Today, Play Every Day is looking at one of the most confusing drinks sold in the sugary drink aisle of the grocery stores. It’s called a vitamin-enhanced water drink. The confusion around this drink comes with how it’s marketed.
When you look at the front of a vitamin-enhanced water drink, it appears to be a healthy choice. The front label stresses that it’s packed with vitamins. If you turn the bottle around, however, the nutrition facts label tells the truth. A vitamin-enhanced water drink is actually loaded with sugar — about 8 teaspoons of added sugar in a 20-ounce bottle.
This January, the U.S. Dietary Guidelines for Americans issued the first-ever recommended limit for the amount of added sugar we eat and drink every day. The limit states that everyone — old and young — should limit their added sugar to 10 percent or less of total daily calories. A typical adult consuming 2,000 calories a day should limit their sugar intake to 12 ½ teaspoons of added sugar or fewer each day. A moderately active 8-year-old boy should have no more than 10 teaspoons of added sugar each day. Just one vitamin-enhanced water drink gets a child or an adult close to the daily sugar limit, and that doesn’t count all of the other added sugar eaten each day in cereals, snack bars, desserts, even condiments like ketchup and salad dressing.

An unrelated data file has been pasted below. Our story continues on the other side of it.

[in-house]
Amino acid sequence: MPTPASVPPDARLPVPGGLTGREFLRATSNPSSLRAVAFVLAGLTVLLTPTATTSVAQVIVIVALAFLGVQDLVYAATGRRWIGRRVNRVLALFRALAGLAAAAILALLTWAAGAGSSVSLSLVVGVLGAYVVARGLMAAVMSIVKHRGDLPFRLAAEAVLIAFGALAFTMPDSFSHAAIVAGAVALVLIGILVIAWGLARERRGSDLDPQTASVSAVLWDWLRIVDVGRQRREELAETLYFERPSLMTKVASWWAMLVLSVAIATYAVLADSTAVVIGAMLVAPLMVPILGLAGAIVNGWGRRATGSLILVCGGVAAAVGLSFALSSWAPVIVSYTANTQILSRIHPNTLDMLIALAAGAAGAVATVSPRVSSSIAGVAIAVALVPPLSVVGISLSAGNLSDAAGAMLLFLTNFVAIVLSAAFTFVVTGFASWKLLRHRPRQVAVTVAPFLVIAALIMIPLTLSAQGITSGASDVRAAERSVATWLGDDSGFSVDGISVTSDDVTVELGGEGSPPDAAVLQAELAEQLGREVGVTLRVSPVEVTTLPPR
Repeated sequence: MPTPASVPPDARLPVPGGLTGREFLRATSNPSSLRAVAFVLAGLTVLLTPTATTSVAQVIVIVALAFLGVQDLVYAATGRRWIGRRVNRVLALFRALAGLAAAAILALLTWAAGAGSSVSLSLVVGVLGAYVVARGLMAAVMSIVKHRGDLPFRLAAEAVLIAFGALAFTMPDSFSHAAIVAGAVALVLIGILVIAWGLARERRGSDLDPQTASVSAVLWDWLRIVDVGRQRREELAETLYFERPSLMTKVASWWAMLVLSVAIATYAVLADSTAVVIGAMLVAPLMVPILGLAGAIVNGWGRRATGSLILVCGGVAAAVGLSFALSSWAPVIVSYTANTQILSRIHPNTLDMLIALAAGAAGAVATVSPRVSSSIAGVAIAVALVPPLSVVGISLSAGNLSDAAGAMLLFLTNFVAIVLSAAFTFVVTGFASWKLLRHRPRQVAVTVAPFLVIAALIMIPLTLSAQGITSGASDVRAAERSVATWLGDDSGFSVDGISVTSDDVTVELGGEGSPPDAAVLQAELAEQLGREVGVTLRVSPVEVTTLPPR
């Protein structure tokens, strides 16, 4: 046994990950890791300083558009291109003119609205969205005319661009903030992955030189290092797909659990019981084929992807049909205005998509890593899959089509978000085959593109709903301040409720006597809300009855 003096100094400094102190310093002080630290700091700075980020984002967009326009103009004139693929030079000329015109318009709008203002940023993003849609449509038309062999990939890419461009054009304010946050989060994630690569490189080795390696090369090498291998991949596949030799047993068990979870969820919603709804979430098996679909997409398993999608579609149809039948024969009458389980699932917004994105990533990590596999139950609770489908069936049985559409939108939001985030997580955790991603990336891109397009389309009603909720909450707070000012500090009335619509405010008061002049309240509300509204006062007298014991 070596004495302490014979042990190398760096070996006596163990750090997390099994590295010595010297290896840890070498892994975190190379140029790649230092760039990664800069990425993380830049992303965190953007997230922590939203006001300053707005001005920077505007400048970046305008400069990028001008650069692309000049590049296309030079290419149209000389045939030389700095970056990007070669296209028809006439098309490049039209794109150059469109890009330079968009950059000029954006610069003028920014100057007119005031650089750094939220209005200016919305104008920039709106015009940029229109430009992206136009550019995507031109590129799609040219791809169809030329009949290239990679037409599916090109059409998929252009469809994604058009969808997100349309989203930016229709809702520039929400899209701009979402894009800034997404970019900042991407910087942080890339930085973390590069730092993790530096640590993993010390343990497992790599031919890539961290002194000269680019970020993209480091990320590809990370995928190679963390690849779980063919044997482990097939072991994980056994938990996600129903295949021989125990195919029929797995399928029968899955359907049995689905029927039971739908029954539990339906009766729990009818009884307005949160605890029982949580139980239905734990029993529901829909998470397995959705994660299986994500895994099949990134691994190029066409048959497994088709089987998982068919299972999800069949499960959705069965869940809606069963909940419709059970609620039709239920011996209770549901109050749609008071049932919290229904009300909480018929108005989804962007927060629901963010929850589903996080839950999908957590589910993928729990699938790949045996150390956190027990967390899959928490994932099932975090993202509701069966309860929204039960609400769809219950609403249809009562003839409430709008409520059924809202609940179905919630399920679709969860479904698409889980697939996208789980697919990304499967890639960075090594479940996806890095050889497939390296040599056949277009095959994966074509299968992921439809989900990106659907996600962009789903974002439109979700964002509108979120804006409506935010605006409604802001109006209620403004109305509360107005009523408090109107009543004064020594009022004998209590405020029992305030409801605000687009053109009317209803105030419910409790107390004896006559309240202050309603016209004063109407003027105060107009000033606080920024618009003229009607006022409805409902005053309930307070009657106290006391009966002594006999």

Play Every Day has been looking at several different types of sweetened drinks to find out how much sugar they contain. Earlier this month, we focused on the powdered mix. While it’s often billed as a breakfast drink with added vitamins, a 16-ounce glass of a powdered mix can start your day with more added sugar than a can of soda.
For the best health, skip sugary drinks like vitamin-enhanced beverages and powdered mixes. Instead, serve your families water or low-fat milk. If you want vitamins, stick with whole foods and all-natural sources, like fruits and vegetables.